In previous Pan-Ams, the top boards in the final rounds of the tournament are usually dominated by the scholarship teams battling for the Final Four spots. This year, a surprise school had not one, but two teams playing on the top boards in the final round. The top two teams of UC Berkeley, who entered five total teams in the event, were both at six points each in the final round. The UC Berkeley A-team faced off against Webster on the top board, while its B-team faced SLU on the second board. 

“That was really cool,” said top UC Berkeley player IM Joshua Sheng. “Some of the players there were thinking of going to chess schools – I know I had a scholarship with a chess school. I just thought it was kind of funny to be able to play against them.”  

A win from either team would have earned a spot in the Final Four, but it wasn’t meant to be. Both teams lost to their higher-rated opponents, and the A-team finished seventh place on tiebreaks. 

“There was no pressure, it was just playing for fun - maybe that’s why it worked,” Sheng said.  

Earning categorical prizes were Yale University as the top Division II school; the University of Washington A-team as the top Division III school; the University of Minnesota Twin-Cities as the top Division IV school, the University of Toronto B-team as the top Division V school; and Howard University as the top Division VI school. Howard University also won an award for the biggest team upset. 

The University of Missouri was honored as the top Women’s team, the California Institute of Technology A-team was the top four-year small college, the University of Toronto A-team was the top international squad, and the SLU C-team was the top mixed-doubles team. 

For individual awards, GM Andrew Tang from the Princeton University’s A-squad won top board, and GM Yuniesky Quesada Perez from Webster’s B-team took board two. UT Dallas A-team’s GM Razvan Preotu won board three, and FM Aleksey Sorokin from Texas Tech took board four. Gregory Gillen won the biggest upset prize. 

 

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The 2021 Pan-American Collegiate Team Championship
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The 2021 Pan-American Collegiate Team Championship was played virtually, organized by the Mechanics' Institute. // credit SPICE

The tournament would not have been possible without the efforts of Judit Sztaray, the general manager of youth outreach and events at the Mechanics’ Institute, which hosted the event. The Pan-Ams were originally planned to be hosted in-person at the University of Toronto in late December 2020, though cancelled in August due to the COVID-19 pandemic. The Mechanics’ Institute was selected by US Chess in October to host the virtual event.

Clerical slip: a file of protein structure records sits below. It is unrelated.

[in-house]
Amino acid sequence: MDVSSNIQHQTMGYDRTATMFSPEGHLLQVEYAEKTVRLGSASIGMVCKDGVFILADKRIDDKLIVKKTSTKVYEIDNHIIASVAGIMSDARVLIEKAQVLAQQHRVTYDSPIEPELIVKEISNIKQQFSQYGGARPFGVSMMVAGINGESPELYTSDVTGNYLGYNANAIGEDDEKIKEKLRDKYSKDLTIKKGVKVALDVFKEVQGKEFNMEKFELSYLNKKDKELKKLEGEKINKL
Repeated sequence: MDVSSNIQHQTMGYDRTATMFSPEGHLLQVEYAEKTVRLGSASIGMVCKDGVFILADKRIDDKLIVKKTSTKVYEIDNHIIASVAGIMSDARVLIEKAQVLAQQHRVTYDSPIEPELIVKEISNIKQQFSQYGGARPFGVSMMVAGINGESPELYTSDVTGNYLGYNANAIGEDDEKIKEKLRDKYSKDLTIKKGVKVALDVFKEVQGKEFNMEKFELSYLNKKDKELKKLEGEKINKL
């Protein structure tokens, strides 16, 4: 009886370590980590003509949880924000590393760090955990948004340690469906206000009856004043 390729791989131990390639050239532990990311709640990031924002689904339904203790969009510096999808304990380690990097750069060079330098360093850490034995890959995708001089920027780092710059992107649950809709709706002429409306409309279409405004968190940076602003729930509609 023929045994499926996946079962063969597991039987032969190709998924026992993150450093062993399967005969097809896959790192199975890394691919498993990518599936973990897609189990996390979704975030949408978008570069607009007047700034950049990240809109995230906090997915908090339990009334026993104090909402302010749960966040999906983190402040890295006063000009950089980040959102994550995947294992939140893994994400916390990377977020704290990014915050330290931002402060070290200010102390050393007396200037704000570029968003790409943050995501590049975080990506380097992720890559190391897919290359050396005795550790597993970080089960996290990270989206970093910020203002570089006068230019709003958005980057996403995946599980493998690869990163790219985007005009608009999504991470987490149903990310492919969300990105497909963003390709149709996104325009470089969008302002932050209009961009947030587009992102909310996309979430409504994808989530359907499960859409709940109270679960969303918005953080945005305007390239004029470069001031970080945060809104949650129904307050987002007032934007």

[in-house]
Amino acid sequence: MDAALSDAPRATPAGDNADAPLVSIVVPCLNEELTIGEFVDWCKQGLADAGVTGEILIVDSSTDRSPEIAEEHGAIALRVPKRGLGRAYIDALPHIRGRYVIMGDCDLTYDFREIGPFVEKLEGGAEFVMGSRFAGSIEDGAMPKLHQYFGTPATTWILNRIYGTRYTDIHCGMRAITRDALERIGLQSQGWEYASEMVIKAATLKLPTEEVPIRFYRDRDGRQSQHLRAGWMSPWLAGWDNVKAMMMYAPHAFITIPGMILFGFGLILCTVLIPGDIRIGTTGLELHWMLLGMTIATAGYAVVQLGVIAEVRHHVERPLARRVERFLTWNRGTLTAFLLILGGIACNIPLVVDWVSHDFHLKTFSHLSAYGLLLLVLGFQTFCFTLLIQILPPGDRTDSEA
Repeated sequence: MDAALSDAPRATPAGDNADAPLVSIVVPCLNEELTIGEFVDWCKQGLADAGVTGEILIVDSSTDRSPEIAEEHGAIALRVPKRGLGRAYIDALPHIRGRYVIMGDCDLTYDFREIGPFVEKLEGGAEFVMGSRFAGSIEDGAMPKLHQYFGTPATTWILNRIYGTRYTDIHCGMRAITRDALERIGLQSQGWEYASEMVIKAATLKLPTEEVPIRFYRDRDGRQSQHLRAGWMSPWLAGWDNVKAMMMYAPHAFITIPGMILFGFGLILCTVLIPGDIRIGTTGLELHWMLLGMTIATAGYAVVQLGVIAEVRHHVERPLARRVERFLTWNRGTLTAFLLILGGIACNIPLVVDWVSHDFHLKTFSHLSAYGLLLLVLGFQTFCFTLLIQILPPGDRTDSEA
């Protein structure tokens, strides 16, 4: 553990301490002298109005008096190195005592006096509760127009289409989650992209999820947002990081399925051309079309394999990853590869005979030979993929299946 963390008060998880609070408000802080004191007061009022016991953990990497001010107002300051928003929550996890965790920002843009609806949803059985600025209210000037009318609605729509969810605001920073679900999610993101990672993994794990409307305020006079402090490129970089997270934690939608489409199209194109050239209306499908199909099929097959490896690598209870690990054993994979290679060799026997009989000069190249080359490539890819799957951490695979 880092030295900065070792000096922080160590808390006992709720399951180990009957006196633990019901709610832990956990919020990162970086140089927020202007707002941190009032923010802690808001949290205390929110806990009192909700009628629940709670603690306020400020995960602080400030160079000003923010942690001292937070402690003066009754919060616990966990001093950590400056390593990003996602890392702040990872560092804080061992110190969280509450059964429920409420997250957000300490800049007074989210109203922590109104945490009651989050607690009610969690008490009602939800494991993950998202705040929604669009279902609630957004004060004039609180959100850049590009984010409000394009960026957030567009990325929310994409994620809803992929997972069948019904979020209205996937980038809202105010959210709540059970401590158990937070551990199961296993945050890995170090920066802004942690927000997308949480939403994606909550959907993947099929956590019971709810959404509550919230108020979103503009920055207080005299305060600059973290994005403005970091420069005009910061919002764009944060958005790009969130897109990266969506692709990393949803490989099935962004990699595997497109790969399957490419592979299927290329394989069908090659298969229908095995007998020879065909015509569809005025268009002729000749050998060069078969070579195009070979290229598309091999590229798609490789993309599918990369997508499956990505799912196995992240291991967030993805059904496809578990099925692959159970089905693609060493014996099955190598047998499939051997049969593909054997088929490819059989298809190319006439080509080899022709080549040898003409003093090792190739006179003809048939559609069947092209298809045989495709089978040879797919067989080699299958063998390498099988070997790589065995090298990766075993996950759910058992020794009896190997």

“I know that college students don’t have an opportunity to compete just amongst themselves too often, so I felt it was even more important to provide this opportunity,” Sztaray said. 

Sztaray and the Mechanics’ came with experience from hosting several prior events that had been turned to virtual formats, including the Tuesday Night Marathon and the National Invitational. Sztaray assembled a national team featuring Chief TD Glenn Panner, Assistant Chief TD Brian Yang, NTD John McCumiskey, NTD David Hater, NTD Alan Losoff, NTD Martha Underwood, FA Hugo Arroyo, and Senior TD Reka Sztaray, along with other volunteers. 

“The team that we assembled was hands-down the best ever team that I worked with,” Sztaray said. “We found the best person for every role. I knew all of these people, but I rarely get to work with them. Because it was online, I could really take the best team in the country. I wasn’t confined to California.” 

Onischuk, in his role as the college chess committee chair, said he felt optimistic about the future of college chess and thought that online tournaments would now become part of the collegiate gamut. 

“I think we’re going to keep several tournaments online,” said Onischuk. “As we know, not all clubs can afford to go to tournaments. If we have tournaments online, it will give more opportunities for such clubs to grow and develop and to stay motivated as well.” 

Last spring, the 2020 Final Four tournament was cancelled as the pandemic took its toll.  

“Winning the (2020) Pan-American 6-0, we were very optimistic about the Final Four,” said Onischuk. “It was very disappointing to everyone, to all four schools, that we had to cancel the tournament. If it had happened today, we would have just played an online tournament. To switch like that in two months from in-person like that, we were not mentally ready.” 

This year, the Final Four event will likely be held virtually between the top Pan-Am finishers Webster, SLU, UTRGV and Texas Tech. 

“We definitely anticipate a tough fight as usual,” Polgar said. “They are obviously all strong teams with great coaches as well. We expect a tough fight, and it will come down to largely the nerves and some luck along the way. We have started preparing, and we look forward to the battle.” 

Comments

Does Webster U. compete against universities that do not give any chess scholarships? Thanks.